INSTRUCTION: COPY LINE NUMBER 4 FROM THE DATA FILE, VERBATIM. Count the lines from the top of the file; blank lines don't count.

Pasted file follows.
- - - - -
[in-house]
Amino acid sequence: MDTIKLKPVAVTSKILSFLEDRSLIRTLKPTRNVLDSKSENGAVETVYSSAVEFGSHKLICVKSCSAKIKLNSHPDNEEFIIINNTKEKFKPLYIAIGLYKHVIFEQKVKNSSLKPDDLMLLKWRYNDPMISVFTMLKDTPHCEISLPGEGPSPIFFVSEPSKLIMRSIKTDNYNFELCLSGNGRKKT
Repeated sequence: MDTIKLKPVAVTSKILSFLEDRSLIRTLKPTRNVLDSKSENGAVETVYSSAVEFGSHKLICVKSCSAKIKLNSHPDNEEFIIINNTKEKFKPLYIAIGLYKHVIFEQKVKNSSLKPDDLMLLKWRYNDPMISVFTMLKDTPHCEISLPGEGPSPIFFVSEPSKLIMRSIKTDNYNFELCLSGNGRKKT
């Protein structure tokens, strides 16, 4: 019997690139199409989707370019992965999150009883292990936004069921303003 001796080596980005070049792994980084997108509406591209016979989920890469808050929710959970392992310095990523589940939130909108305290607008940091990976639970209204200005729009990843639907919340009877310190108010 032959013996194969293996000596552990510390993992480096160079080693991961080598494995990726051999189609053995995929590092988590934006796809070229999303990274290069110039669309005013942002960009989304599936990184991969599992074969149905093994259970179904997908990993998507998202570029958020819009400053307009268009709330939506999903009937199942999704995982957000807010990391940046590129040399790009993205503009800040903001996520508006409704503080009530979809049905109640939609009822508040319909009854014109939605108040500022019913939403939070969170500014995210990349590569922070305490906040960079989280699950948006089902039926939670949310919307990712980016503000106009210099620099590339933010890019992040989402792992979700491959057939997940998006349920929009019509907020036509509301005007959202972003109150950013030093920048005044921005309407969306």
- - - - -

């Protein structure tokens, strides 16, 4: 019997690139199409989707370019992965999150009883292990936004069921303003 001796080596980005070049792994980084997108509406591209016979989920890469808050929710959970392992310095990523589940939130909108305290607008940091990976639970209204200005729009990843639907919340009877310190108010 032959013996194969293996000596552990510390993992480096160079080693991961080598494995990726051999189609053995995929590092988590934006796809070229999303990274290069110039669309005013942002960009989304599936990184991969599992074969149905093994259970179904997908990993998507998202570029958020819009400053307009268009709330939506999903009937199942999704995982957000807010990391940046590129040399790009993205503009800040903001996520508006409704503080009530979809049905109640939609009822508040319909009854014109939605108040500022019913939403939070969170500014995210990349590569922070305490906040960079989280699950948006089902039926939670949310919307990712980016503000106009210099620099590339933010890019992040989402792992979700491959057939997940998006349920929009019509907020036509509301005007959202972003109150950013030093920048005044921005309407969306």